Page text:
Smithers, British Columbia, Canada is one of the best places in the world to view mountain goats. You can watch mountain goats from several roads and campsites. Many more goats are seen along local hiking trails. There are usually snow patches close to goats but the goats will have a off-white, creamy colour compared to the blue-white of snow. The viewing season lasts from June 1 to October 1. From your car, use 10-power binoculars to spot the goats and a 20 - 60 power spotting scope to see close-up.
Viewing sites to drive to:
Main Street - Smithers
Use binoculars or a spotting scope to view goats on the slopes of Hudson Bay Mountain to the west from Main Street or or any other open location in downtown Smithers. Best in August and September.
Drive south from Smithers on Highway 16 for 4 km to the Babine Lake Road (Eckman Road) turnoff. Turn left (east) and proceed to the 26 km sign and look for a stretch of old roadbed on the right (east) side. Pull off the main road onto the old roadbed and use binoculars or a spotting scope to see goats in the steep cliffs to the east. This is a very good all-weather gravel road. Watch for logging trucks and avoid parking on the shoulder of the main road. Location is 614339 - 6110060 North UTM
Mt McKendrick - click to Zoom
Drive west from Houston BC on Highway 16 for 3.9 km and turn left (south) on the Morice River Forest Service road. Proceed 17.8 km to the Aspen Forest Recreation Site on the right side of the road. Use binoculars or a spotting scope to view goats on the cliffs of Morice Mountain to the east. This is a very good all-weather gravel logging road. Watch for logging trucks. Rec site is at 639688 6017476 North UTM.
Morice Mountain - click to Zoom
Drive north from Smithers on Highway 16 for 23.5 km and turn left on the Kitseguekla Lake road. Drive about 28 km to to near the end of the road and use binoculars or a spotting scope to view goats on the ridge to the north. This road starts as a very good all-weather public gravel road but changes to an unused logging road. Four-wheel drive vehicles with high clearance are best suited. Take a power saw in case there are trees across the road. Good Viewing at 595761 - 6091622 UTM North.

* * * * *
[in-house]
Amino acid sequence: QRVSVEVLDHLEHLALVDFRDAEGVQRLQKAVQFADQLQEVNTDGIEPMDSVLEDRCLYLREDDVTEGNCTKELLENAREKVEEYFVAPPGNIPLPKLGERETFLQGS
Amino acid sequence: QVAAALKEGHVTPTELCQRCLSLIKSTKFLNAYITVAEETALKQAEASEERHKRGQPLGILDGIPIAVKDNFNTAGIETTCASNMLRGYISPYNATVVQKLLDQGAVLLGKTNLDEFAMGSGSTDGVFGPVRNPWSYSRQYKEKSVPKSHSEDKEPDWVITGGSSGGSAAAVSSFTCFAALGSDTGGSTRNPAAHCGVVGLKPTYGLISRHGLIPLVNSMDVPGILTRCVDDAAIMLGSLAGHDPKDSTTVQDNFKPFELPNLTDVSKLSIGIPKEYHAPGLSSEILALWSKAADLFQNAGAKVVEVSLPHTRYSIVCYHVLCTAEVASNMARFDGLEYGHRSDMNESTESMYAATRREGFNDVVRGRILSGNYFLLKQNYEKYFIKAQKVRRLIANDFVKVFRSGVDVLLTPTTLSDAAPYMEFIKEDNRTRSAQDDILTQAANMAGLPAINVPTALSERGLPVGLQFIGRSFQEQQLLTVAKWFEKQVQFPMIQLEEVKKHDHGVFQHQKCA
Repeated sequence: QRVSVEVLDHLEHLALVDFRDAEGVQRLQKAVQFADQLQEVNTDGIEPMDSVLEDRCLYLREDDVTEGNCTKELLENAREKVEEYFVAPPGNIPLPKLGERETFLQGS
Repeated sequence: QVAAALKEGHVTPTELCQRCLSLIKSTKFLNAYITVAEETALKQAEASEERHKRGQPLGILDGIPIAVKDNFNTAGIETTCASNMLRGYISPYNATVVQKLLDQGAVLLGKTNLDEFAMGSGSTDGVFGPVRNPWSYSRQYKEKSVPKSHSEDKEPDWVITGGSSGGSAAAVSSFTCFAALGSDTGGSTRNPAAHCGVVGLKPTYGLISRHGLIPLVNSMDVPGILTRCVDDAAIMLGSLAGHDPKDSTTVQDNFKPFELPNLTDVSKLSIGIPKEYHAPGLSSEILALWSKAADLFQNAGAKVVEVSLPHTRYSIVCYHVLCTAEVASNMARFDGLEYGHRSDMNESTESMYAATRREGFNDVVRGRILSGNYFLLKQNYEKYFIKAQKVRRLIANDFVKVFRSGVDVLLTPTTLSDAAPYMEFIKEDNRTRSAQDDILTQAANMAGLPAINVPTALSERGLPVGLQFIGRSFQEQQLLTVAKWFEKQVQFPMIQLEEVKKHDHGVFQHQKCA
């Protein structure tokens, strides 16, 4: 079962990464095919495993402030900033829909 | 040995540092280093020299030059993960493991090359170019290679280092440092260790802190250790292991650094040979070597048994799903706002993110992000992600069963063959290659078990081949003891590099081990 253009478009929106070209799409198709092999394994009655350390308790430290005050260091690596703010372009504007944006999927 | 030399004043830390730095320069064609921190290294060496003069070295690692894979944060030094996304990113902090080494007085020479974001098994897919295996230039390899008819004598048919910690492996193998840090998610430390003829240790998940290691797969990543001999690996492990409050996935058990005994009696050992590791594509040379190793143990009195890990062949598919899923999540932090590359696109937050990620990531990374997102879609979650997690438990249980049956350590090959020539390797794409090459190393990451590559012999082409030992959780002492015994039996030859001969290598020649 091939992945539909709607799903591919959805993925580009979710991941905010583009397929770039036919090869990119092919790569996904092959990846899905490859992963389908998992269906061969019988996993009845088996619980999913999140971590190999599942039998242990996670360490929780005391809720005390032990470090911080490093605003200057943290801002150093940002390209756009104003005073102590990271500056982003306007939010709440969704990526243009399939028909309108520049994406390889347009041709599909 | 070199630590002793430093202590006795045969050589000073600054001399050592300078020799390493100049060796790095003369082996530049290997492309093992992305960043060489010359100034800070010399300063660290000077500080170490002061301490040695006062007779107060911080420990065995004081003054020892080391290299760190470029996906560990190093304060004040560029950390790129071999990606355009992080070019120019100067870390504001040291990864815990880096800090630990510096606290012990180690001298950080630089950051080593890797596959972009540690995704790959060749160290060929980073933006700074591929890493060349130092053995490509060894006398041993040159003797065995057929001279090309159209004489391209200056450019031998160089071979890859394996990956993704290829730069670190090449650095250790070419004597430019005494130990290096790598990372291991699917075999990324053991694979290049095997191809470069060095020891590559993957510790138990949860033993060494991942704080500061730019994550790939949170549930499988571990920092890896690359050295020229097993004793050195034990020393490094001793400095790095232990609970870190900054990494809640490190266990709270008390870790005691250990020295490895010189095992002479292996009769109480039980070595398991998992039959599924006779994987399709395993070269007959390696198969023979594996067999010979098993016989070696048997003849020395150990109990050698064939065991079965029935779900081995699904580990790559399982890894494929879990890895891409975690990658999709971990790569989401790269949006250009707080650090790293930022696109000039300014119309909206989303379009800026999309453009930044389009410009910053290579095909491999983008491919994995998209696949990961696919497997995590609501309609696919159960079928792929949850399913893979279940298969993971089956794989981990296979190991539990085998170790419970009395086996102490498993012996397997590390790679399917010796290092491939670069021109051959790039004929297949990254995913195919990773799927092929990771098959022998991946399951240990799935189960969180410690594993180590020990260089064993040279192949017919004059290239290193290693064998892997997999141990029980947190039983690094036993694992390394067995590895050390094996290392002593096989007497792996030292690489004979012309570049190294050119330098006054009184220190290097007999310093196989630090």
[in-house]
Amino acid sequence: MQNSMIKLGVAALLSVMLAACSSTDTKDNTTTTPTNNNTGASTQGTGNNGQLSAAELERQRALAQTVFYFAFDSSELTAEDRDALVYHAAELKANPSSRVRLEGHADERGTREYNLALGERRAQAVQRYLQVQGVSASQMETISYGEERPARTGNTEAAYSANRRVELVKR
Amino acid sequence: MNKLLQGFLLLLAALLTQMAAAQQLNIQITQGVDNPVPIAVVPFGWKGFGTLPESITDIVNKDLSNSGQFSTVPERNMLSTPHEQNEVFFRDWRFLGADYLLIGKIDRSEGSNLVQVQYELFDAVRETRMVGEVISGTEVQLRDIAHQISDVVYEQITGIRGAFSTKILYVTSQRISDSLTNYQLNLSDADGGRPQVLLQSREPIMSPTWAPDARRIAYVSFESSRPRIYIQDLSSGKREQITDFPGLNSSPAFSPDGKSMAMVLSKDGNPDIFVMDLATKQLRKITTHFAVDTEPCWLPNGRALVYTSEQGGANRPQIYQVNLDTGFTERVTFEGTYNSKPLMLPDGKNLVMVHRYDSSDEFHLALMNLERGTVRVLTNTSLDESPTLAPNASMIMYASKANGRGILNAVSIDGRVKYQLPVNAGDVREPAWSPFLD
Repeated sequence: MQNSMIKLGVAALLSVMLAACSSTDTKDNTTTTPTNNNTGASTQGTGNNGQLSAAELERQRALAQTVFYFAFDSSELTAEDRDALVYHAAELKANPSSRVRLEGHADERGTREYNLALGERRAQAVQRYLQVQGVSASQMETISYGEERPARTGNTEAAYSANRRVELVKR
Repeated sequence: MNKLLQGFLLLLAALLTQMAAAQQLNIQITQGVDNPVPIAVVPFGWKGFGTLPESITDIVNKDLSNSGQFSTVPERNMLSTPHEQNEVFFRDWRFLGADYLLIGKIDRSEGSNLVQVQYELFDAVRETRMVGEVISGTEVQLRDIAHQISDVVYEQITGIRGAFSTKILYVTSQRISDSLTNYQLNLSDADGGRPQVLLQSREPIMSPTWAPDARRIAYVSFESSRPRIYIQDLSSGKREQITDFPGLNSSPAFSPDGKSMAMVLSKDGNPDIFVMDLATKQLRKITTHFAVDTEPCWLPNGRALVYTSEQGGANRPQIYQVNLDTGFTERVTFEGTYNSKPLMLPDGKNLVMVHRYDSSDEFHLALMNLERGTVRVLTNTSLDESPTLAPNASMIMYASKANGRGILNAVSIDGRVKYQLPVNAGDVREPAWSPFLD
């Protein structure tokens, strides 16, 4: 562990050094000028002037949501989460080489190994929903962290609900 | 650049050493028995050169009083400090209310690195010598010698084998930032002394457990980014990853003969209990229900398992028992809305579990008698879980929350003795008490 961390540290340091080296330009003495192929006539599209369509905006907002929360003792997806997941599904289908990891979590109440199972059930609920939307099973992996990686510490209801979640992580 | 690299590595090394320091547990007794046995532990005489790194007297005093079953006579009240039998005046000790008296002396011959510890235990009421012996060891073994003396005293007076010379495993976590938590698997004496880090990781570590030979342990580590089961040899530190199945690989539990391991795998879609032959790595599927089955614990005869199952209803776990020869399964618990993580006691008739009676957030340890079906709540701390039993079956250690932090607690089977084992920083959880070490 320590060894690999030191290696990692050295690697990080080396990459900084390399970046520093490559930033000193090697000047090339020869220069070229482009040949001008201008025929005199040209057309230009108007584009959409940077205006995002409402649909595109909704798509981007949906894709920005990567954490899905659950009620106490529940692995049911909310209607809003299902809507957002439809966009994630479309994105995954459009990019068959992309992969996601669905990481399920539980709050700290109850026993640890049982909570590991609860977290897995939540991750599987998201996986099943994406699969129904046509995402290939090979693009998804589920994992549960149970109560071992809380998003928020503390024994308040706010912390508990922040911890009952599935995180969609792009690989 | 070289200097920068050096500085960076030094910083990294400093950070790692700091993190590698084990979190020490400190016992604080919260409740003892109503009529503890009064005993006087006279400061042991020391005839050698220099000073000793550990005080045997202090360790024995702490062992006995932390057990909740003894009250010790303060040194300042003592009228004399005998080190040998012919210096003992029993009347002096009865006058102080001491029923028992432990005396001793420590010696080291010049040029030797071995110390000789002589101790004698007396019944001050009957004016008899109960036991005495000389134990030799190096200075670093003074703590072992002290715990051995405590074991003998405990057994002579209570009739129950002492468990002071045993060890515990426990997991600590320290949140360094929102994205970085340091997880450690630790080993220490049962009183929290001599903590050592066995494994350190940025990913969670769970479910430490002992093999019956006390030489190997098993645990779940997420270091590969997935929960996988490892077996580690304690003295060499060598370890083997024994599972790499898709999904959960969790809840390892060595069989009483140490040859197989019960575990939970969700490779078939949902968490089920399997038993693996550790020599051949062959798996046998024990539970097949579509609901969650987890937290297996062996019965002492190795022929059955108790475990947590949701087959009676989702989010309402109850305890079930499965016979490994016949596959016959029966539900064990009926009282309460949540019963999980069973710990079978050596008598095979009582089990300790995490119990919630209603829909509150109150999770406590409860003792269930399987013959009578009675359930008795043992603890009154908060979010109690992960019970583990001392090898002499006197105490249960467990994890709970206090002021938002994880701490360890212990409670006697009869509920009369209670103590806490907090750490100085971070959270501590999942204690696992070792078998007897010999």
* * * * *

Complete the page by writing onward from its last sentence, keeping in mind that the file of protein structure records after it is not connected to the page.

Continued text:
Rocky Ridge - click to Zoom
Glacier Gulch/Twin Falls
Park at the parking lot and walk to the observation deck. Mountain goats can be anywhere in the surrounding cliffs.
Hiking trails for goat watching:
The following trails are listed in the order of importance for goat watching. Use binoculars and a 20-power still or video camera for the best images. This is bear country. Always carry bear spray when you hike. Click on the trail name to see more.
Wildlife Watching Ethics
Observe from a distance that's safe for you and for wildlife.
Move slowly and quietly.
Learn to recognize and respect wildlife alarm signals.
Allow wildlife to behave naturally.
Feeding animals can put you and the animals in danger.
Help others to become responsible wildlife watchers
You can encounter a herd or group of goats anywhere you hike in our local alpine areas. If you happen on mountain goats at less than 200 m distance, there are some things you can do to make the goats less anxious and to make your experience more memorable.
- Stop walking directly at the goats. Move slowly and quietly but keep moving.
- Take off your sunglasses. They make your eyes appear very large, dark and unblinking like the eyes of a stalking predator.
- Take off any large floppy hat. It makes you look alien.
- Speak in a low calm voice. Goats are fascinated by a soft human voice. Remember that predators on the stalk are silent.
- Look away occasionally. Predators stare.
- Travel at right angles to the goats if you can. Make room for the goats to get by. They will want to move upslope or sideways to reach escape terrain nearby.
- Mountain goats are usually very tolerant of visitors but remember that if you get too close to mountain goats or corner them, they will charge. That is the way they defend themselves against wolves and grizzlies. Use a telephoto lens on your camera to keep your distance.
- Never take dogs into the alpine – goats may tolerate you but they may see your dog as a predator. If your dog gets too close, they may attack just as they would defend themselves from a wolf.
- Human encounters with mountain goats should always be benign and non-threatening.
Visit the for accommodation and dining information
and to download brochures